On Wednesday, April 22, the 50th anniversary of Earth Day, the annual celebration of the environmental movement took place. Each year, Earth Day focuses on a new theme; this year’s theme is Climate Action, which promotes an increase in anti-pollution and environmental protection policies.
On Wednesday, April 22 marks the 50th celebration of Earth Day. Each year, Earth Day focuses on a new theme; this year’s theme is Climate Action, a concept created in order to bring awareness to the harmful effects of pollution in our world and to celebrate Earth’s beautiful environment.
With COVID-19 physical distancing policies in place, Earth Day must be celebrated at home, so virtual events such as environmental lectures and films will be taking place and available online. Visit earthday.org to see a list of events taking place today.
“Earth Day is a celebration of all of the beautiful, complicated, and intricate ecological services Earth provides and the huge diversity of life it supports,” Advanced Placement Environmental Science teacher Ashley Spiro said. “It has its roots in the late 60s and early 70s environmental activism, when the general population was gaining a deeper understanding of the relationship between the environment and human health.”
According to americaslibrary.gov, the first official Earth Day was founded in 1970 by then Wisconsin Senator Gaylord Nelson who believed that the environment did not receive enough coverage in politics and media.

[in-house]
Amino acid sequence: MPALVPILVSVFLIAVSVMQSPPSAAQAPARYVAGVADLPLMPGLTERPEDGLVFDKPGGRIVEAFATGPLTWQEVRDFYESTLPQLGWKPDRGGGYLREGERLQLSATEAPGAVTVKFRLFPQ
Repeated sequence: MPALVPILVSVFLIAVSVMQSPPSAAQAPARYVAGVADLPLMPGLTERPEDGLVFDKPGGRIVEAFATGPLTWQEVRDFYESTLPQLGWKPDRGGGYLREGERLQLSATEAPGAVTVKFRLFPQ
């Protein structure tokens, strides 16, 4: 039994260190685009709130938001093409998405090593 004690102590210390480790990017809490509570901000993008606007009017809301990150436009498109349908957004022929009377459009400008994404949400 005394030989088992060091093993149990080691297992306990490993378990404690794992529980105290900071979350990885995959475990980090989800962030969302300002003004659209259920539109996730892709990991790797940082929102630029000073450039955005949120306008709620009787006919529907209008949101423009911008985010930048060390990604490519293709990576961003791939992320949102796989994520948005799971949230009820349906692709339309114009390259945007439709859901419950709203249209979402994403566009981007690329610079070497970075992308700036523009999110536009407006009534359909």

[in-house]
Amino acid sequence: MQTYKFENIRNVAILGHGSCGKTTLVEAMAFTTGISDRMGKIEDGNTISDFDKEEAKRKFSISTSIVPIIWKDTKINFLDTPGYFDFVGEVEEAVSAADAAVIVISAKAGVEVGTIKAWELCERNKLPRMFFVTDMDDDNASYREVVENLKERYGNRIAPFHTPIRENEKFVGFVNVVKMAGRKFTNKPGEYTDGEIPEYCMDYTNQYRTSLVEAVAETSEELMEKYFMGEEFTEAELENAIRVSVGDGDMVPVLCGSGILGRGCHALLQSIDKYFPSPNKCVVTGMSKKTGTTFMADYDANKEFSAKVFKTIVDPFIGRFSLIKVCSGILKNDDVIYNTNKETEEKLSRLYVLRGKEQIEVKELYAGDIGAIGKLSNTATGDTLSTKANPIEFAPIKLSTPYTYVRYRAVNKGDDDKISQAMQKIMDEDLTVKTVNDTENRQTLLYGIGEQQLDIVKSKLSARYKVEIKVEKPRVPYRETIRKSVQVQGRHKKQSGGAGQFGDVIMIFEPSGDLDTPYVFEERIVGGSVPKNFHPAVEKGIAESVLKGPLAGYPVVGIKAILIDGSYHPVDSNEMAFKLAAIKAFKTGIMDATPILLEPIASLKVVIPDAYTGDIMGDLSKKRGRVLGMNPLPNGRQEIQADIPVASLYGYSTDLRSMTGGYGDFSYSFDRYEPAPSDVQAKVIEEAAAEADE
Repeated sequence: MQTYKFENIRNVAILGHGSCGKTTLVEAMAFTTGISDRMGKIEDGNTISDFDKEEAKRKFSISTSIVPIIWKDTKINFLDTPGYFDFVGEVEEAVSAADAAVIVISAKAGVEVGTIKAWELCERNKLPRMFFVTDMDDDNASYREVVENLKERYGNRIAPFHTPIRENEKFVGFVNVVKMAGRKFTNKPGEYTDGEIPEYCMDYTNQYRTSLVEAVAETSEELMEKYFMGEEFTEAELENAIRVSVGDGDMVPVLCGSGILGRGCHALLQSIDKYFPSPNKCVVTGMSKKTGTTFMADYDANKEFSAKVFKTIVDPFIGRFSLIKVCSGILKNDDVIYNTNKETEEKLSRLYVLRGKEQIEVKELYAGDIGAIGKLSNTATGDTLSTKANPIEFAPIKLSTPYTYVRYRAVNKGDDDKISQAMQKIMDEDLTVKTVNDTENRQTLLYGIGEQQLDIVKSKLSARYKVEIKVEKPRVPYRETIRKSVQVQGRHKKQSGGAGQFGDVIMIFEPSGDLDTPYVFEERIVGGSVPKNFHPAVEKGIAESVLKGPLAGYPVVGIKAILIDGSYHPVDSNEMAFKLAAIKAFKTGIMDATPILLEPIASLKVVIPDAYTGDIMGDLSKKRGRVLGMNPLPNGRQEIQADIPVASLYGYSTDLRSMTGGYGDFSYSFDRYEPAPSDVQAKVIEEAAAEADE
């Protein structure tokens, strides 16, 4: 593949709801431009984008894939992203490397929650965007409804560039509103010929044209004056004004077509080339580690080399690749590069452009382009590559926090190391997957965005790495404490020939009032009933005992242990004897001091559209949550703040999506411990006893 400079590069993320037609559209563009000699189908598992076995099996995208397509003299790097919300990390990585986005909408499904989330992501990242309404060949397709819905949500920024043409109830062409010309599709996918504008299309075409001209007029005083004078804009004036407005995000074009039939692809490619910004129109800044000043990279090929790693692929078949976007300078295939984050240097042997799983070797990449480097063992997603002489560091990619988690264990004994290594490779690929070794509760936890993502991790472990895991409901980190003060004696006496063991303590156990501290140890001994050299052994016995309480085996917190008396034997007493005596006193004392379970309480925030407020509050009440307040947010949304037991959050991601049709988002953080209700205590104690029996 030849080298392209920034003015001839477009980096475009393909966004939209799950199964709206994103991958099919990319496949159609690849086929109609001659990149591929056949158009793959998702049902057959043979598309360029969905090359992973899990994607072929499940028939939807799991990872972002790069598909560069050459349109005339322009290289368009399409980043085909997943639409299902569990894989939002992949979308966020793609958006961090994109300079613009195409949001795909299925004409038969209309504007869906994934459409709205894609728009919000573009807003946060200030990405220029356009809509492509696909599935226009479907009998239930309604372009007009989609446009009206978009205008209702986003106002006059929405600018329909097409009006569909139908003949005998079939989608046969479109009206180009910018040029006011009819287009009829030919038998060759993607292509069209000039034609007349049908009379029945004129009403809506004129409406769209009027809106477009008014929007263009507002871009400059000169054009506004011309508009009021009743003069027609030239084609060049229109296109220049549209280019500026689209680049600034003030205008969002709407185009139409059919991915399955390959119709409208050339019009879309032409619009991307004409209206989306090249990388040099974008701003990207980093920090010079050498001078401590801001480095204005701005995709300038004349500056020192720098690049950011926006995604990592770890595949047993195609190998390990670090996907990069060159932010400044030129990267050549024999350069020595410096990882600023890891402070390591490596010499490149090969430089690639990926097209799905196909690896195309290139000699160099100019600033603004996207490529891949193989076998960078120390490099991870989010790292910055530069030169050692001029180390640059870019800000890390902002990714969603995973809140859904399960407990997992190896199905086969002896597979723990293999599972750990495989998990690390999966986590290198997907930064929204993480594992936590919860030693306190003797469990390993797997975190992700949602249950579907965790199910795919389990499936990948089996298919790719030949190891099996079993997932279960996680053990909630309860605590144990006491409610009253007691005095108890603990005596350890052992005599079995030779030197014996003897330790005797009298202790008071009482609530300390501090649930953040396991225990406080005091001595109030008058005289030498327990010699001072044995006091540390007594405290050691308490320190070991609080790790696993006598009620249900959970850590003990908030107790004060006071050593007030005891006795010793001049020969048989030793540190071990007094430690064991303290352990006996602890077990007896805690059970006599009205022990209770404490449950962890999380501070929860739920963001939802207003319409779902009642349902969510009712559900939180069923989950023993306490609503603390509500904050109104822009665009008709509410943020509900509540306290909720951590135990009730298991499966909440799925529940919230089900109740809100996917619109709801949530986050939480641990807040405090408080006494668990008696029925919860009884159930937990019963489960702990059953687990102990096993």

“I think it is important we celebrate earth day because it is a reminder that we need to protect our planet,” sophomore Olivia Vienneau said. “My favorite part of nature is the beach because I love the presence of being near the ocean.”
As activism for environmental protection and anti-pollution policies increases in the American political culture, Earth Day has become an extremely popular event, with #earthday2020 on Instagram tagged on a total of 339,322 posts.
“It is important to celebrate earth day because it is so easy to not appreciate or just forget about how beautiful nature is because we spend most of our lives surrounded by man-made things,” senior Jacy Lim said. “My favorite part of nature might have to be the sunsets because no matter where you are, [a sunset is] there, and most of the time it is so pretty.”
In order to see how the Bowie community celebrated the 50th annual Earth Day, view the gallery attached to this story to read about some of our students’ favorite memories out in nature.
“We face many challenging modern environmental issues, ranging from the millions of tons of plastic pollution in our oceans to the looming threat of catastrophic man-made climate change,” Spiro said. “These problems will require innovative solutions and collaboration. Earth Day encourages these discussions and promotes hope for a better future.”